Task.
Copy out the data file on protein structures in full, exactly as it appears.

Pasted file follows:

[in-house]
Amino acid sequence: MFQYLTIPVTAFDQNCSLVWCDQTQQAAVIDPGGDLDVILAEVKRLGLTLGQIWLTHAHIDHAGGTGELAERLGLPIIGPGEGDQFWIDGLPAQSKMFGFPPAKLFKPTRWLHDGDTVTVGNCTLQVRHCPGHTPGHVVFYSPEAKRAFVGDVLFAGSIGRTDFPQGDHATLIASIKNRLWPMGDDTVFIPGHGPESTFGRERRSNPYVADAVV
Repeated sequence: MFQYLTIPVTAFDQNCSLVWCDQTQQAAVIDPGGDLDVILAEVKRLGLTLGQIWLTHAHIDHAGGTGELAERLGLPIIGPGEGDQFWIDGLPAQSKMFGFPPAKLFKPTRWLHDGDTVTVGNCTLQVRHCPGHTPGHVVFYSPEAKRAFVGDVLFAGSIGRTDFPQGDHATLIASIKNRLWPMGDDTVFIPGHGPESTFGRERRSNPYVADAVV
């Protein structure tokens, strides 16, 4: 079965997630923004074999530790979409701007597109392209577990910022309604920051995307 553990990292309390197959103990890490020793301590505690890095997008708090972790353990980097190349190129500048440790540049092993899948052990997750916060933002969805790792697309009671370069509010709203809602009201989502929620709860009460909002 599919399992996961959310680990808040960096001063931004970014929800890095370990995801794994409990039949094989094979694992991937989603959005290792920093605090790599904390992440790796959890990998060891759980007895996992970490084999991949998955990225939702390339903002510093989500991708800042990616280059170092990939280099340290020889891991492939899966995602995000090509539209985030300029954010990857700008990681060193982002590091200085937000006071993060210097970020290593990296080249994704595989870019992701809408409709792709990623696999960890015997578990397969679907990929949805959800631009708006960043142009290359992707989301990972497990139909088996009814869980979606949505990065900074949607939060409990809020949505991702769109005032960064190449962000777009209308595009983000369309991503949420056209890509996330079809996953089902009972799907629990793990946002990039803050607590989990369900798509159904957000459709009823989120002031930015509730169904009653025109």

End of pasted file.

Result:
[in-house]
Amino acid sequence: MFQYLTIPVTAFDQNCSLVWCDQTQQAAVIDPGGDLDVILAEVKRLGLTLGQIWLTHAHIDHAGGTGELAERLGLPIIGPGEGDQFWIDGLPAQSKMFGFPPAKLFKPTRWLHDGDTVTVGNCTLQVRHCPGHTPGHVVFYSPEAKRAFVGDVLFAGSIGRTDFPQGDHATLIASIKNRLWPMGDDTVFIPGHGPESTFGRERRSNPYVADAVV
Repeated sequence: MFQYLTIPVTAFDQNCSLVWCDQTQQAAVIDPGGDLDVILAEVKRLGLTLGQIWLTHAHIDHAGGTGELAERLGLPIIGPGEGDQFWIDGLPAQSKMFGFPPAKLFKPTRWLHDGDTVTVGNCTLQVRHCPGHTPGHVVFYSPEAKRAFVGDVLFAGSIGRTDFPQGDHATLIASIKNRLWPMGDDTVFIPGHGPESTFGRERRSNPYVADAVV
């Protein structure tokens, strides 16, 4: 079965997630923004074999530790979409701007597109392209577990910022309604920051995307 553990990292309390197959103990890490020793301590505690890095997008708090972790353990980097190349190129500048440790540049092993899948052990997750916060933002969805790792697309009671370069509010709203809602009201989502929620709860009460909002 599919399992996961959310680990808040960096001063931004970014929800890095370990995801794994409990039949094989094979694992991937989603959005290792920093605090790599904390992440790796959890990998060891759980007895996992970490084999991949998955990225939702390339903002510093989500991708800042990616280059170092990939280099340290020889891991492939899966995602995000090509539209985030300029954010990857700008990681060193982002590091200085937000006071993060210097970020290593990296080249994704595989870019992701809408409709792709990623696999960890015997578990397969679907990929949805959800631009708006960043142009290359992707989301990972497990139909088996009814869980979606949505990065900074949607939060409990809020949505991702769109005032960064190449962000777009209308595009983000369309991503949420056209890509996330079809996953089902009972799907629990793990946002990039803050607590989990369900798509159904957000459709009823989120002031930015509730169904009653025109």